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Draft Transfer Document

Office for Human Research Protections (OHRP)

Department of Health and Human Services (HHS)

 

Considerations in Transferring a

Previously-Approved Research Project to a

New IRB or Research Institution

 

 

This guidance, when finalized, will represent OHRP’s current thinking on this topic and should be viewed as recommendations unless specific regulatory requirements are cited.  The use of the word must in OHRP guidance means that something is required under HHS regulations at 45 CFR part 46.  The use of the word should in OHRP guidance means that something is recommended or suggested, but not required.  An institution may use an alternative approach if the approach satisfies the requirements of the HHS regulations at 45 CFR part 46.  OHRP is available to discuss alternative approaches at 240-453-6900 or 866-447-4777.

 

Date:  May 23, 2012 (DRAFT)

 

Scope:  This guidance presents common scenarios for transfer of a previously-approved research project to another institutional review board (IRB) or to a new engaged research institution, and outlines the administrative actions to be considered by IRBs, engaged institution(s), and investigators. This document applies to non-exempt human subjects research conducted or supported by HHS.

 

The guidance addresses the following questions:

  1. What is the regulatory background for research project transfer?
  2. What actions may apply when the research project remains at the same institution, but responsibility for IRB review is transferred either from an internal to an external IRB, or from an external IRB to another external IRB ?
  3. What actions may apply when the research project remains at the same institution, but responsibility for IRB review is transferred from one internal to another internal IRB?
  4. What actions may apply when the research project is transferred to a new engaged institution?

 

To enhance human subject protections and reduce regulatory burden, OHRP and Food and Drug Administration (FDA) have been actively working to harmonize the agencies' regulatory requirements and guidance for human subjects research. This draft guidance document was developed as a part of these efforts.  FDA has also issued draft guidance entitled, “Considerations When Transferring Clinical Investigation Oversight to Another IRB.” See http://www.fda.gov/RegulatoryInformation/Guidances/ucm307757.htm.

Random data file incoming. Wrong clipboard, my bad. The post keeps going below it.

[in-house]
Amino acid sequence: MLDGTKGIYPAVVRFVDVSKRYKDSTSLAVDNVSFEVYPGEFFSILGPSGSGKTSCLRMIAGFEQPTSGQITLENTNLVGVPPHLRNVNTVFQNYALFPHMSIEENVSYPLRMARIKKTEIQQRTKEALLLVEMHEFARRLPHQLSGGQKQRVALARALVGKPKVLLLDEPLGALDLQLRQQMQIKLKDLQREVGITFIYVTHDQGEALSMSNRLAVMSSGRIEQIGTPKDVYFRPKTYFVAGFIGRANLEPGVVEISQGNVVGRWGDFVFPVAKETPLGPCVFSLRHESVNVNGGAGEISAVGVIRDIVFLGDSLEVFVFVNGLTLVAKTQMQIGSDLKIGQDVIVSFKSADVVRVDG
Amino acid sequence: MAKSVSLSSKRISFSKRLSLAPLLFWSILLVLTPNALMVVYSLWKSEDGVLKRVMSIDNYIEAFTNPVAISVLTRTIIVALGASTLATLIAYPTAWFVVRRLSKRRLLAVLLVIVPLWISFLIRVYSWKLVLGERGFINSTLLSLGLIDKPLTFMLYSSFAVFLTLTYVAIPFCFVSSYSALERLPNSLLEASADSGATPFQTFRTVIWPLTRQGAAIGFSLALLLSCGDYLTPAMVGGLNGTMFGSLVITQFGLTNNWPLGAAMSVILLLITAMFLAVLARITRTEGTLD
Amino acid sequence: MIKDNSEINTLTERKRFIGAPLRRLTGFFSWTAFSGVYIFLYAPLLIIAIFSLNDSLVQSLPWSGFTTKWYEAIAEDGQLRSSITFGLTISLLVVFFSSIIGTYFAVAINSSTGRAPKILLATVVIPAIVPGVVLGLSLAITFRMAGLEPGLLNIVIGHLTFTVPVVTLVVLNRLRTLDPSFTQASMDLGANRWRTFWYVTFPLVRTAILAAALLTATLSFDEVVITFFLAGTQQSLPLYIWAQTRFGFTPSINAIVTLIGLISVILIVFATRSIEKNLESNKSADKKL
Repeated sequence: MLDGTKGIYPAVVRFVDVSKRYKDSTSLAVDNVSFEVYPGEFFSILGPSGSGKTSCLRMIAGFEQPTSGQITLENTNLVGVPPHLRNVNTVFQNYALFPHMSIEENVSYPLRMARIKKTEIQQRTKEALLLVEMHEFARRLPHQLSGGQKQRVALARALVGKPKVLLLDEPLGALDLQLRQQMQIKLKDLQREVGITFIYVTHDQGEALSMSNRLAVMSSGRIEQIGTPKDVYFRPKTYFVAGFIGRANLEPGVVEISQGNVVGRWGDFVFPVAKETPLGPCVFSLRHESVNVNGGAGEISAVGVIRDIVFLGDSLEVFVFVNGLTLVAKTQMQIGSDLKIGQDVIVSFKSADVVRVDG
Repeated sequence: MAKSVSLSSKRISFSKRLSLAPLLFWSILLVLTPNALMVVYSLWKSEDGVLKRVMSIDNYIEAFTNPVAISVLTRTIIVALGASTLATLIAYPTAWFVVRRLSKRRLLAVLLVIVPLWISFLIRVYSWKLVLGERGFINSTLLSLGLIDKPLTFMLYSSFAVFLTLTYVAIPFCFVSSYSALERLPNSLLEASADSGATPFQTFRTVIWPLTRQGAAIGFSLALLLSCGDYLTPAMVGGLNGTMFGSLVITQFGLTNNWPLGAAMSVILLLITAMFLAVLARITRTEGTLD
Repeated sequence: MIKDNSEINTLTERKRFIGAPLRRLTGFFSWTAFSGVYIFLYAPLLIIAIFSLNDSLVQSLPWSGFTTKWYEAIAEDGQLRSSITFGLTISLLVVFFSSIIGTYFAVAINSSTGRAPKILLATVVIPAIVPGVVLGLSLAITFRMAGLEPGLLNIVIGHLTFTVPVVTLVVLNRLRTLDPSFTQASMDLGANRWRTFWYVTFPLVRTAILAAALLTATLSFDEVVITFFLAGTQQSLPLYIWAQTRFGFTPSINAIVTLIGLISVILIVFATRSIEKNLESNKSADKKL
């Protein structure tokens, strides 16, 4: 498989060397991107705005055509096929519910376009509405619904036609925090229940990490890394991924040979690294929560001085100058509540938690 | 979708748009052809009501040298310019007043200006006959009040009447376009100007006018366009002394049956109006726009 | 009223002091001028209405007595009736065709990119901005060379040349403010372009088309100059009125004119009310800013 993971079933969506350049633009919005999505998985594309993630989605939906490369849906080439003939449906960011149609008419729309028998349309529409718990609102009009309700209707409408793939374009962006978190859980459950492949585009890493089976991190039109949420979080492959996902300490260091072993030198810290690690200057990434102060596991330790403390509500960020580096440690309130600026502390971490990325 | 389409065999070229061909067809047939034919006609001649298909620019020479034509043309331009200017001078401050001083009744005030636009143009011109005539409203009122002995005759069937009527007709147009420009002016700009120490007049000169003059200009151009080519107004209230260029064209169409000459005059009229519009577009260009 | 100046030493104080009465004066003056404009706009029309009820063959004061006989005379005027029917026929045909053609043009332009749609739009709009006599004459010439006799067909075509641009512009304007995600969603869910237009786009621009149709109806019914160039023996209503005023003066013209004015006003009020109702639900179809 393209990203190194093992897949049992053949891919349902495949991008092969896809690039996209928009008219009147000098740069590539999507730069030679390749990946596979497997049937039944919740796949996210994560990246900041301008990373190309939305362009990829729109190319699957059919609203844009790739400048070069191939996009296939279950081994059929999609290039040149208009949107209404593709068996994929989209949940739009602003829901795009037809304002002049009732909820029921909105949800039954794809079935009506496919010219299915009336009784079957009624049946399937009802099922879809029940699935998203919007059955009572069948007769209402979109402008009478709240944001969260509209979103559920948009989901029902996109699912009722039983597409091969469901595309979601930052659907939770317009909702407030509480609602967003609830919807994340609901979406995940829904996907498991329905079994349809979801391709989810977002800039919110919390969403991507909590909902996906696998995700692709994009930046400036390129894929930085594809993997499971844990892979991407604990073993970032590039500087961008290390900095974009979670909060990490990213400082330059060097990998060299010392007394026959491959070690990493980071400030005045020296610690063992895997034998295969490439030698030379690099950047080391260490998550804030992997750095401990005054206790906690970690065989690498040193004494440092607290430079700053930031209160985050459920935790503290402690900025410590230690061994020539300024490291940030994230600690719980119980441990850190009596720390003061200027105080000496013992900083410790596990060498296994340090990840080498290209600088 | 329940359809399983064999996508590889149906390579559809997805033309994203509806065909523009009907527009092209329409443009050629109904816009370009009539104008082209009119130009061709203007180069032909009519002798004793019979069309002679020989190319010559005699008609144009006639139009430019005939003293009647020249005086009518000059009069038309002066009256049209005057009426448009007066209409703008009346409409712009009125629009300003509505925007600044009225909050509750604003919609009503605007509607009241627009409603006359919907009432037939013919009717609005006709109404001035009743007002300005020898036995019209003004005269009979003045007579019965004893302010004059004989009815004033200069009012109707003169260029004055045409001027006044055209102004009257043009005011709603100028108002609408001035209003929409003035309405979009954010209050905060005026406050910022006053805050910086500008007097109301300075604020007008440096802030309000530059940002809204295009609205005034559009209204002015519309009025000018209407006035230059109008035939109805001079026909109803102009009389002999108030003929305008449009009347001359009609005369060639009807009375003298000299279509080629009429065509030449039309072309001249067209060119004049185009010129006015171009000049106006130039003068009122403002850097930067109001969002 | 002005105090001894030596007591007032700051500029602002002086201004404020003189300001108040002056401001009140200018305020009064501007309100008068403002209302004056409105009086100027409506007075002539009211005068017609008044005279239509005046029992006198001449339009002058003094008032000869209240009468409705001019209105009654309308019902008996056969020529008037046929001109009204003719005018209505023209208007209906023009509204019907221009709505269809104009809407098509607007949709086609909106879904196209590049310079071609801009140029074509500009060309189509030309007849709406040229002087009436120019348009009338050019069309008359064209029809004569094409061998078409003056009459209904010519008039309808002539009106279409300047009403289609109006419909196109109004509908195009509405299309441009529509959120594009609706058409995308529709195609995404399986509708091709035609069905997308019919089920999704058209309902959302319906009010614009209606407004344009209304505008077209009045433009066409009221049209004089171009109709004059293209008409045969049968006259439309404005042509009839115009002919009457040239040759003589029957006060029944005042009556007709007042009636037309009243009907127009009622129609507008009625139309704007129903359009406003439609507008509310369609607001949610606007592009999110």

FDA and OHRP recognize that the two documents may appear somewhat different as there are minor variations in formatting and some necessary variations due to differences in the regulated entities under FDA’s and OHRP’s jurisdiction.  The agencies wish to stress, however, that our intent was to provide harmonized guidance to IRBs, sponsors, institutions, investigators, and other entities involved in the study oversight transfer process.  FDA and OHRP will continue to work closely in the development of final guidance and appreciate comments from interested parties.

 

Target Audience:  IRBs, institutions, and investigators that are responsible for the review, oversight, or conduct of human subjects research conducted or supported by HHS.

 

Regulatory Background:

 

The following represents key regulatory information that is pertinent to this guidance:

 

(1) An institution must designate on its Federalwide Assurance (FWA) one or more IRBs to review and approve human subjects research (45 CFR 46.103(b)(2)), and must certify to HHS that non-exempt human subjects research has been reviewed and approved by its designated IRB (45 CFR 46.103(b)).

 

(2) Institutions must have written procedures which the IRB will follow for ensuring  prompt reporting to the IRB of proposed changes in a research activity, and for ensuring that such changes in approved research, during the period for which IRB approval has already been given, may not be initiated without IRB review and approval except when necessary to eliminate apparent immediate hazards to the human subjects (45 CFR 46.103(b)(4), 46.108(a), and 46.115(a)(6)).

 

(3) The IRB must review proposed protocol changes at a convened meeting (45 CFR 46.108(b)), except where expedited review is appropriate under HHS regulations at 45 CFR 46.110(b)(2).

 

(4) An IRB must conduct continuing review of research at intervals appropriate to the degree of risk, but not less than once per year (45 CFR 46.109(e)).

 

(5) An institution must have and follow written procedures for ensuring prompt reporting to the IRB, appropriate institutional officials, and the department or agency head (or designee) of (i) any unanticipated problem involving risks to subjects or others or any serious or continuing noncompliance with 45 CFR part 46 or the requirements or determinations of the IRB; and (ii) any suspension or termination of IRB approval (45 CFR 46.103(b)(5) and 46.113).  Such reports also must be submitted to OHRP (45 CFR 46.103(a)).